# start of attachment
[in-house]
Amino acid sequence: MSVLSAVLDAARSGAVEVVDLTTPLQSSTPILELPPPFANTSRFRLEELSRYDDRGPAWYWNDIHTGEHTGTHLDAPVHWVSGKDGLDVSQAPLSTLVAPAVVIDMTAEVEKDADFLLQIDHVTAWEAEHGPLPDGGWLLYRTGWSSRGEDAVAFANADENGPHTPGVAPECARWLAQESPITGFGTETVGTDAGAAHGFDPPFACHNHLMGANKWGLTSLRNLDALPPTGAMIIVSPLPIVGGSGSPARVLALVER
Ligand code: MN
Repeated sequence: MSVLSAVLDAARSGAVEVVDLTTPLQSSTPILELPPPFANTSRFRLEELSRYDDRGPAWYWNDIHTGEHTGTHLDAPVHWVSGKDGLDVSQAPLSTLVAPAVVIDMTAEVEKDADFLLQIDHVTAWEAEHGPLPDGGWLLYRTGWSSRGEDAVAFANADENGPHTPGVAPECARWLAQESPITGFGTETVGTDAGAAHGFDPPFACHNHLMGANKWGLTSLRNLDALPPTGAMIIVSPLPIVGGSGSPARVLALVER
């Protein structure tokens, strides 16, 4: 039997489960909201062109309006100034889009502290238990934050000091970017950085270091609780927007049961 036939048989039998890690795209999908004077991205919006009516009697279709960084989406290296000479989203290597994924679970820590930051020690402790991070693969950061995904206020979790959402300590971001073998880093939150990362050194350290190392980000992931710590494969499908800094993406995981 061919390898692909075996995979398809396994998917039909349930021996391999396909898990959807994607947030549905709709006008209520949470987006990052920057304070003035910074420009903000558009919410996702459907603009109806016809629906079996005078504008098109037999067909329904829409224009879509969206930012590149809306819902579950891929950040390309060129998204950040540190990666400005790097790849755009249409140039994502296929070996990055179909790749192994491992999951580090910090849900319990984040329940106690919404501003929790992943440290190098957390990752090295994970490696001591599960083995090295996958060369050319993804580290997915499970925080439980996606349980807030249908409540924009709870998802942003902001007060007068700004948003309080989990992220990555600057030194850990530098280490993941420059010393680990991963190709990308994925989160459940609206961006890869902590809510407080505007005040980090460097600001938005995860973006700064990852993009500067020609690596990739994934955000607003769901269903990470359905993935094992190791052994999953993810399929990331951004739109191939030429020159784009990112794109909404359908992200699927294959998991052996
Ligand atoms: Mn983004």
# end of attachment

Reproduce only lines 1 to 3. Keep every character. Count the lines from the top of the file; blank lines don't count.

[in-house]
Amino acid sequence: MSVLSAVLDAARSGAVEVVDLTTPLQSSTPILELPPPFANTSRFRLEELSRYDDRGPAWYWNDIHTGEHTGTHLDAPVHWVSGKDGLDVSQAPLSTLVAPAVVIDMTAEVEKDADFLLQIDHVTAWEAEHGPLPDGGWLLYRTGWSSRGEDAVAFANADENGPHTPGVAPECARWLAQESPITGFGTETVGTDAGAAHGFDPPFACHNHLMGANKWGLTSLRNLDALPPTGAMIIVSPLPIVGGSGSPARVLALVER
Ligand code: MN